Cake decorating is the ultimate culinary arts and crafts project.
The Wilton method is one of the most widely taught cake-decorating techniques. Lush, extravagantly decorated Wilton cakes have a definite look, typified by the star filled-in pattern.
The Chicago-based Wilton Co. has put icing flowers and cartoon-character cakes within reach of the average cook. Its instruction booklets and student kits cater to those who prefer to teach themselves -- though naturally Wilton spokeswoman Zela Junkin recommends taking a course.
Curious, I enrolled in a Wilton class at a craft shop. The class was free, but the supplies I bought after the first lesson added up to $50. Most of the things -- a plastic cake stand, paste food colors, a package of cardboard cake rounds and the student decorating kit -- are things you can use over and over once -- or if -- you master the method.
Eleven students showed up for the two-hour class, and a diverse group they were: three homemakers (two with children in tow), three senior citizens, one newlywed, a family of three who took turns decorating a single cake, and me. Our teacher was the quick-wristed Jennifer Artkop.
Most of us were there for fun, though some professionals have taken the classes.
"We love to eat and cook," said Aglaia Harissas, who was sharing the course with her husband and daughter. "And we thought it would be something fun to learn together."
Leann Schumann has a friend who has turned her Wilton training into a moneymaker, decorating special-occasion cakes. But Ms. Schumann and her friend Cindi Struble were taking the class for fun and to make cakes for their children.
The first lesson was all lectureand demonstration. Ms. Artkop showed us how to level a cake, fill it and ice it; gave us tips on making basic buttercream; and expertly decorated her cake with perky frosting clowns in bright blue and yellow. It looked so easy.
For the second lesson, we needed to bring an iced cake to work on. I made a Duncan Hines (the official recommended mix) yellow cake. Despite Ms. Artkop's advice to make the cake ahead of time, I reserved only a couple of hours the day of the lesson to make mine. Assuming I knew better than the back of the box, I underbeat the batter (and had to dump it out of the greased and floured pans back into the bowl) and underbaked the cake.
I had not invested in the Wilton cake leveler -- a contraption like a cheese cutter with a wire that perfectly cuts off the mounded top of a cake layer -- so I did the best I could with a long serrated knife. My cake looked as though it had been levelled by the San Andreas fault, but I figured the icing would cover a lot of mistakes.
In class, we learned to fill featherweight pastry bags and practiced writing with icing -- print and cursive -- on our practice boards and on our cake. I squeezed out "Anna" in honor of my 5-year-old; it looked just like her handwriting.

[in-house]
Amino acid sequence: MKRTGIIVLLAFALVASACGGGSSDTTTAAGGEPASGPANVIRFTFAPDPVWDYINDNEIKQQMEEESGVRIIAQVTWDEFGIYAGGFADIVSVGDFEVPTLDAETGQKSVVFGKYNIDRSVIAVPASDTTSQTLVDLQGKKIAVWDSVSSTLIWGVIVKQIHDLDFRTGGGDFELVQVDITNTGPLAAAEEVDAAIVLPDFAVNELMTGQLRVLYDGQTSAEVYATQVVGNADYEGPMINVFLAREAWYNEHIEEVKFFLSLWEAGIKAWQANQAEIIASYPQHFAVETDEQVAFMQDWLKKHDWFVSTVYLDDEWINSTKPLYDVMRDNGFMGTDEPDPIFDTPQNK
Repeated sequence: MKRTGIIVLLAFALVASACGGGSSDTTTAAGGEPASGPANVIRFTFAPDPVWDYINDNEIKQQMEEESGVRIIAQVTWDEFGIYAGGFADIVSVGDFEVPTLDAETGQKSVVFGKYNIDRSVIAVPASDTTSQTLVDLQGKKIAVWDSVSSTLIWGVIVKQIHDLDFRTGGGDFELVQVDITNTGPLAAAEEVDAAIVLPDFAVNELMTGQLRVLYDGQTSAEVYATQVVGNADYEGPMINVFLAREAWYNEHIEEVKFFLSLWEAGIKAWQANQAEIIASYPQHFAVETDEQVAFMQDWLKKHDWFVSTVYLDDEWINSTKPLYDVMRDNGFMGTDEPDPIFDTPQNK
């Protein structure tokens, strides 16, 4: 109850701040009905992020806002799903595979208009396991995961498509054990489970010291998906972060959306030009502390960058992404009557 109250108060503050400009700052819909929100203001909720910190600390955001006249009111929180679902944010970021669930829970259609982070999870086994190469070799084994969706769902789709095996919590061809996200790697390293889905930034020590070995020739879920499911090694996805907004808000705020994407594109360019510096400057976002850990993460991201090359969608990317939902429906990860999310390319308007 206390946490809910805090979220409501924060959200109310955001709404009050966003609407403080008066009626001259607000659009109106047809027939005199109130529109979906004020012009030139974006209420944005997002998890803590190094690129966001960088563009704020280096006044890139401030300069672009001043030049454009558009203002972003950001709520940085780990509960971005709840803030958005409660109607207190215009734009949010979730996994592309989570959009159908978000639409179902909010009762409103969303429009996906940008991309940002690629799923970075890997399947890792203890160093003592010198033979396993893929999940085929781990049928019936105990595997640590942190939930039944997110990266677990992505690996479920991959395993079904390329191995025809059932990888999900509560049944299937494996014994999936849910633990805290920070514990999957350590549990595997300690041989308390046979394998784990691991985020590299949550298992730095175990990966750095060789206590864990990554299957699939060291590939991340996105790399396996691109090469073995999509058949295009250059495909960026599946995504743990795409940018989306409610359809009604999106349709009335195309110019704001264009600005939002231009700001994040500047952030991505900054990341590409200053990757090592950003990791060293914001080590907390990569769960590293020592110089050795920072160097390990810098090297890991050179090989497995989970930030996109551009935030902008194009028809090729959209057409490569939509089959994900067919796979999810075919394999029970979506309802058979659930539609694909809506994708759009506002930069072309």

Then we decorated our cakes, using the star fill-in method, a Wilton signature technique mostly used for character cakes such as Ninja Turtle and other cartoon characters.
"It's all a matter of pressure control," said Ms. Artkop calmly as she squeezed out row after row of perfect stars. After an hour of arduous (though fun) work, I'd filled in three heart shapes with pink stars; Ms. Artkop showed us how to make a shell border, and my cake was finished.
"You won't believe how much better your cake will look by the last class," she said encouragingly.
I experienced icing problems this time out. I loaded my featherweight bag in a jiffy, only to realize I hadn't put the coupler (the piece that holds the decorating tip on the pastry bag) in first.
I had to start over, but I finally got the pastry bag cleaned and filled again, just in time to discover, once more, how important it ,, is to read and follow directions. I'd ignored the icing recipe's instructions to sift the confectioner's sugar, believing I could beat the lumps out. My tip clogged almost immediately.
By this time, most of the class was already making darling rows of drop flowers with tip 2D. I still was struggling with my pastry bag and had green icing on everything in the vicinity. Ms. Artkop politely avoided using my bag to demonstrate: "Touch down, turn, stop, lift."
Everyone squeezed away, muttering, "Touch down, turn, stop, lift, touch down, turn, stop, lift." I made one row of flowers and the lesson was over. Everyone else had advanced to teddy bear heads.
This was the big lesson. After all, the rose is buttercream icing's big moment.
Wilton teaches you to make those big, overblown blooms that have blossomed on your birthday cake since you were 4. This requires very stiff icing so the petals stand up crisply around the center .
First, just like Mother Nature, we made rosebuds. Mine turned out great. Then we made The Rose. You start with a cone of icing, then (listen carefully) you turn the icing flower counterclockwise while moving the icing bag up and down at a 45 degree angle.
It's a little like patting your head and rubbing your stomach at the same time. And you do it 15 times for each blossom. Then you lift the flower with scissors and place it on the cake.
Maybe by the time the 5-year-old turns 6, I'll be up to covering a cake with the requested pink roses. Ms. Artkop assures me that "practice is really the key."